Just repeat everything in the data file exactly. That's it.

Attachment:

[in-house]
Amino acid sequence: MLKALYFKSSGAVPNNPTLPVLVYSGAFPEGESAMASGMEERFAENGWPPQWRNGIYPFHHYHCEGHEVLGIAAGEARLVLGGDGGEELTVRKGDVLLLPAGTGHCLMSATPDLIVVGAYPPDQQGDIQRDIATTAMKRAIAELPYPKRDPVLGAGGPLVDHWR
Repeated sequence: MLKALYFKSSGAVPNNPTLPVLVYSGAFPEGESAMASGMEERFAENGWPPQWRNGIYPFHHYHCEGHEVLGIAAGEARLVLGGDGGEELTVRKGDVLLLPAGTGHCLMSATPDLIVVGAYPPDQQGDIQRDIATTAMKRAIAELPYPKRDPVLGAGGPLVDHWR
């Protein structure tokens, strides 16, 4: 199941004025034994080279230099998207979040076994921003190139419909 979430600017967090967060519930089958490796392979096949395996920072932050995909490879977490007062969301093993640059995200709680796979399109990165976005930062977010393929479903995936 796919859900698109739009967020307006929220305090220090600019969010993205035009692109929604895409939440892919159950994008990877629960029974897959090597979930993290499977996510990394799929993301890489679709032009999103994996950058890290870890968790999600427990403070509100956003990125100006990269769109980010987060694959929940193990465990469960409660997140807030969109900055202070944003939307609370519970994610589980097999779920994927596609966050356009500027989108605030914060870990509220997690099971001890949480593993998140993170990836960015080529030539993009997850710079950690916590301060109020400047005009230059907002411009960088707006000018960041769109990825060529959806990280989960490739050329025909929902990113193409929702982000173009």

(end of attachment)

[in-house]
Amino acid sequence: MLKALYFKSSGAVPNNPTLPVLVYSGAFPEGESAMASGMEERFAENGWPPQWRNGIYPFHHYHCEGHEVLGIAAGEARLVLGGDGGEELTVRKGDVLLLPAGTGHCLMSATPDLIVVGAYPPDQQGDIQRDIATTAMKRAIAELPYPKRDPVLGAGGPLVDHWR
Repeated sequence: MLKALYFKSSGAVPNNPTLPVLVYSGAFPEGESAMASGMEERFAENGWPPQWRNGIYPFHHYHCEGHEVLGIAAGEARLVLGGDGGEELTVRKGDVLLLPAGTGHCLMSATPDLIVVGAYPPDQQGDIQRDIATTAMKRAIAELPYPKRDPVLGAGGPLVDHWR
């Protein structure tokens, strides 16, 4: 199941004025034994080279230099998207979040076994921003190139419909 979430600017967090967060519930089958490796392979096949395996920072932050995909490879977490007062969301093993640059995200709680796979399109990165976005930062977010393929479903995936 796919859900698109739009967020307006929220305090220090600019969010993205035009692109929604895409939440892919159950994008990877629960029974897959090597979930993290499977996510990394799929993301890489679709032009999103994996950058890290870890968790999600427990403070509100956003990125100006990269769109980010987060694959929940193990465990469960409660997140807030969109900055202070944003939307609370519970994610589980097999779920994927596609966050356009500027989108605030914060870990509220997690099971001890949480593993998140993170990836960015080529030539993009997850710079950690916590301060109020400047005009230059907002411009960088707006000018960041769109990825060529959806990280989960490739050329025909929902990113193409929702982000173009």